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Getting video from a DV source

Getting video from a DV source provides you with in-depth training on Video. Taught by Jeff Sengstac… Show More

Premiere Elements 8 for Windows Essential Training

with Jeff Sengstack

Video: Getting video from a DV source

Getting video from a DV source provides you with in-depth training on Video. Taught by Jeff Sengstack as part of the Premiere Elements 8 for Windows Essential Training
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  1. 8m 39s
    1. Welcome
      1m 8s
    2. Understanding the workflow
    3. Using the exercise files
    4. Relinking missing media
      2m 13s
    5. Using the Organizer
      3m 42s
  2. 8m 37s
    1. Understanding Premiere Elements 8 features
      4m 23s
    2. Touring the workspace
      4m 14s
  3. 17m 4s
    1. Starting a new project
      3m 52s
    2. Getting video from a DV source
      5m 0s
    3. Getting media from other sources
      3m 54s
    4. Managing media in the Project workspace
      4m 18s
  4. 19m 25s
    1. Learning about the Sceneline and the Timeline
      2m 22s
    2. Adding rearranging and deleting clips in the Sceneline
      4m 6s
    3. Adding and deleting clips in the Timeline
      5m 59s
    4. Arranging clips on the Timeline using modifier keys
      6m 58s
  5. 27m 27s
    1. Using the Monitor panel to trim video in the Sceneline
      6m 0s
    2. Trimming video in the Timeline
      6m 24s
    3. Trimming clips in the Preview window
      6m 46s
    4. Splitting clips and changing clip speed duration and direction
      8m 17s
  6. 22m 1s
    1. Understanding transitions
      5m 41s
    2. Applying transitions
      7m 2s
    3. Adjusting transitions
      9m 18s
  7. 37m 26s
    1. Understanding video effects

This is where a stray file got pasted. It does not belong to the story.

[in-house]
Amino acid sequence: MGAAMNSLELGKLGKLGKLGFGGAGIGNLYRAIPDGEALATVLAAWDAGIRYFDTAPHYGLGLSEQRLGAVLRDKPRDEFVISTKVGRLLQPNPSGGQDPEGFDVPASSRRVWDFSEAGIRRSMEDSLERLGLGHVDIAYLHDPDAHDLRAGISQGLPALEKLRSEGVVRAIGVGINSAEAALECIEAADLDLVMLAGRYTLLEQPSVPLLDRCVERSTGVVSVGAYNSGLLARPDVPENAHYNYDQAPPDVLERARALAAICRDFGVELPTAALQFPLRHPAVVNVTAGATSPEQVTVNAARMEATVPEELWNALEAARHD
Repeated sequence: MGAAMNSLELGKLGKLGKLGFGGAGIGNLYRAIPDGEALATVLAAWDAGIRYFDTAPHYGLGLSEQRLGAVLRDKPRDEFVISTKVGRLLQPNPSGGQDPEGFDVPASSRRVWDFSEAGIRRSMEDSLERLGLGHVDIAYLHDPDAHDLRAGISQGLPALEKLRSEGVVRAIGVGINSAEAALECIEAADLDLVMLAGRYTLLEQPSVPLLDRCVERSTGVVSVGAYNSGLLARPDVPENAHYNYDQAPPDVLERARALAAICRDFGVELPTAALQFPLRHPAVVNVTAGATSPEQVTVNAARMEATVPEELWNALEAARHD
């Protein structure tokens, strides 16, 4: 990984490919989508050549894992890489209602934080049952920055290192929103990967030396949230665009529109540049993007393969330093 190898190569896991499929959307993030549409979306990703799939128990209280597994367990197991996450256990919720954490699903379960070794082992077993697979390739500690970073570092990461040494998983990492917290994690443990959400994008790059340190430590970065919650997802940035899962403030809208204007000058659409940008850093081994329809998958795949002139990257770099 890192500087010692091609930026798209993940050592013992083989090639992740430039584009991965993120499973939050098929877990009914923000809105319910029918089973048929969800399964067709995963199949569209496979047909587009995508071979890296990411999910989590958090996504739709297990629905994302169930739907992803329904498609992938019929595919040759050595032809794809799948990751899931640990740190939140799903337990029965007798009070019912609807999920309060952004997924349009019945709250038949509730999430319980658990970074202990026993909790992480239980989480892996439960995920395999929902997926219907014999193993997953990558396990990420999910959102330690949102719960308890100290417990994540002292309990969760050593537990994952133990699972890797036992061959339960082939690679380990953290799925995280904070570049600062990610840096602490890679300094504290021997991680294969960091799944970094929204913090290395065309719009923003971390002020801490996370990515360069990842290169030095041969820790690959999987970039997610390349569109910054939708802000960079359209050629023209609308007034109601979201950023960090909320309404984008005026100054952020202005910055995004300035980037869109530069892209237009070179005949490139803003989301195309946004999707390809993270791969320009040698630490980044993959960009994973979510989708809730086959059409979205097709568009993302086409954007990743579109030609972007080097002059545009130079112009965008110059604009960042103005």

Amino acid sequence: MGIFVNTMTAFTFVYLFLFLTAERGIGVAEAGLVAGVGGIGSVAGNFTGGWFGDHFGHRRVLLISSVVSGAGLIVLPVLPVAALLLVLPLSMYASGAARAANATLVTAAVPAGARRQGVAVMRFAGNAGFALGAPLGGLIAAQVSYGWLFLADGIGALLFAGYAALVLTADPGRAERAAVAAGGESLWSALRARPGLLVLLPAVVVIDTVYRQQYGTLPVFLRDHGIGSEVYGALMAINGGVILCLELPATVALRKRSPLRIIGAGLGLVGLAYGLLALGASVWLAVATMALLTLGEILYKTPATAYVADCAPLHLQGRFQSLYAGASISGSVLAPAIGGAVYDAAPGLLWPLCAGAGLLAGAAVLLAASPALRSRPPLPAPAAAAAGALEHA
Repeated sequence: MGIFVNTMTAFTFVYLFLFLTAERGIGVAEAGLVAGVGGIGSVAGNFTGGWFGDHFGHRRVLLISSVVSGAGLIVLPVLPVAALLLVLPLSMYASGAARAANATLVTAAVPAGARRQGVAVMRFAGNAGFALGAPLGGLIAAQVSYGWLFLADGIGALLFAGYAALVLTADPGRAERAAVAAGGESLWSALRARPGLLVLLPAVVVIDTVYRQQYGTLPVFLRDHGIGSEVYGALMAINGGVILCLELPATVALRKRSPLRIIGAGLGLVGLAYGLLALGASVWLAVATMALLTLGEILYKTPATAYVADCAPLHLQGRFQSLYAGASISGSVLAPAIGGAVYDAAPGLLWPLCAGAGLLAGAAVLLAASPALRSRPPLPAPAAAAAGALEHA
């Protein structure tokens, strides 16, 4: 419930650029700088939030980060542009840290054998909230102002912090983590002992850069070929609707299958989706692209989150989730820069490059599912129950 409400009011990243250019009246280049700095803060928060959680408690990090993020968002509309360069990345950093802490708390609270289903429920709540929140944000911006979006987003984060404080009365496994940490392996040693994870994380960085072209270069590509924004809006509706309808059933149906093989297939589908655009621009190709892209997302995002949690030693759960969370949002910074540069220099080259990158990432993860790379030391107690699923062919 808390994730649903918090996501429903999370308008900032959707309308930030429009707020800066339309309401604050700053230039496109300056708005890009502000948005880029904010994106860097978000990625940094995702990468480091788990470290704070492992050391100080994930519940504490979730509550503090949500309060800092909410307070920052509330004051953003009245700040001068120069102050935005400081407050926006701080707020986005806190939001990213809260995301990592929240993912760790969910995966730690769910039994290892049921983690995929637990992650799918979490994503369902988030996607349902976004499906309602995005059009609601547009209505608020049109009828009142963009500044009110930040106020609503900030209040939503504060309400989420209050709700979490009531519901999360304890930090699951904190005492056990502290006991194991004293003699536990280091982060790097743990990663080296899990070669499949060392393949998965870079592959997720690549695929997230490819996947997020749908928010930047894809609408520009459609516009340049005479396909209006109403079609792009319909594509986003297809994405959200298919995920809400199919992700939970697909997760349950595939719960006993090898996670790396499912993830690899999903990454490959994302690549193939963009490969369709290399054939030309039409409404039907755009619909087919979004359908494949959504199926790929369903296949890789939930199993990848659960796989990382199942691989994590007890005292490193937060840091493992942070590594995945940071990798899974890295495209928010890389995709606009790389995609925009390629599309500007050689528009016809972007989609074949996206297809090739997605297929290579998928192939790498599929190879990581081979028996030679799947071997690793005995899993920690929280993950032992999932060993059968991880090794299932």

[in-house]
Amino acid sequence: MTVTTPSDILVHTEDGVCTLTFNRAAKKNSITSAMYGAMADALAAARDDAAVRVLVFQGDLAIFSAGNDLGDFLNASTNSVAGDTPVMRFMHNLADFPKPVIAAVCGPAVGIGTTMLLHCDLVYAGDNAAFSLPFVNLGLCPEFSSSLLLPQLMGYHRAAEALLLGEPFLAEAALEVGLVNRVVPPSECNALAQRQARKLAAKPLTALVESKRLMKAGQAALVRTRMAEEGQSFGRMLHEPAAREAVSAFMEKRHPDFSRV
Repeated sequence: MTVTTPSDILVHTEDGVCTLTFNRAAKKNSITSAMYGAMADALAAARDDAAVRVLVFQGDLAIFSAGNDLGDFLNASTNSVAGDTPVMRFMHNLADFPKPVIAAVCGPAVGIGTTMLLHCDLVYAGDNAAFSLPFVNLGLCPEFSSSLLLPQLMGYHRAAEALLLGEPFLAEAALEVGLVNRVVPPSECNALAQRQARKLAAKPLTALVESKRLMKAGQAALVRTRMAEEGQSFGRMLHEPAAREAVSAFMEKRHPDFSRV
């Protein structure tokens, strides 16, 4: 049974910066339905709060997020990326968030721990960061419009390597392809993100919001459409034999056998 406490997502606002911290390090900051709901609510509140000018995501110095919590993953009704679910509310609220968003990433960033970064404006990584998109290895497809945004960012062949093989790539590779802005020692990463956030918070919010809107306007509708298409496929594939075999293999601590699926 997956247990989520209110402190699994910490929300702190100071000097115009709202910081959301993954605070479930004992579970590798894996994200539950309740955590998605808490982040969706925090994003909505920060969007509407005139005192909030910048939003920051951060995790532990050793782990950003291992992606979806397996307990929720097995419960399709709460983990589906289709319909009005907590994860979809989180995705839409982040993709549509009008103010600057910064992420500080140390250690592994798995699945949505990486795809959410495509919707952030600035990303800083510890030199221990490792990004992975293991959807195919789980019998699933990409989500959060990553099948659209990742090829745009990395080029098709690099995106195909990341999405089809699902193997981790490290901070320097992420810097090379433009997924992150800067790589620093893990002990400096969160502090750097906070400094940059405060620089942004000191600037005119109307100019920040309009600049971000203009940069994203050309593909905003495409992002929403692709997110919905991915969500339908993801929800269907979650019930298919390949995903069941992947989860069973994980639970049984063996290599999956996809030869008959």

8m 41s
    2. Using the Motion and Image Control fixed effects
      4m 46s
    3. Applying and modifying video effects
      7m 49s
    4. Using the Effects Mask tool
      7m 8s
    5. Working with motion tracking
      9m 2s
  8. 53m 57s
    1. Understanding animation
      7m 9s
    2. Animating video effects
      18m 32s
    3. Using the Motion effect with keyframes
      11m 46s
    4. Working with effects presets
      11m 37s
    5. Controlling changes between keyframes
      4m 53s
  9. 25m 32s
    1. Recording narration
      1m 51s
    2. Making music soundtracks with SmartSound
      4m 54s
    3. Applying audio effects
      10m 28s
    4. Mixing audio tracks manually and with Smart Mix
      8m 19s
  10. 18m 25s
    1. Creating text and geometric shapes
      5m 19s
    2. Applying styles to text and shapes
      8m 33s
    3. Having fun with titles
      4m 33s
  11. 23m 5s
    1. Understanding compositing
      4m 58s
    2. Creating picture-in-picture overlays
      7m 11s
    3. Making portions of clips transparent
      10m 56s
  12. 17m 49s
    1. Understanding Auto Analyzer and Smart Tags
      4m 59s
    2. Using InstantMovie and themes
      6m 17s
    3. Fixing with the Automatic Quality Enhancement feature
      6m 33s
  13. 9m 32s
    1. Understanding DVD authoring
      1m 10s
    2. Adding DVD scene markers
      4m 7s
    3. Creating DVD menus using templates
      4m 15s
  14. 4m 57s
    1. Sharing your videos from the Task panel
      4m 57s
  15. 12m 12s
    1. Shooting great video
      1m 59s
    2. Creating a story
      10m 13s
  16. 20s
    1. Goodbye

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Getting video from a DV source
Video Duration: 5m 0s 5h 6m Beginner


Getting video from a DV source provides you with in-depth training on Video. Taught by Jeff Sengstack as part of the Premiere Elements 8 for Windows Essential Training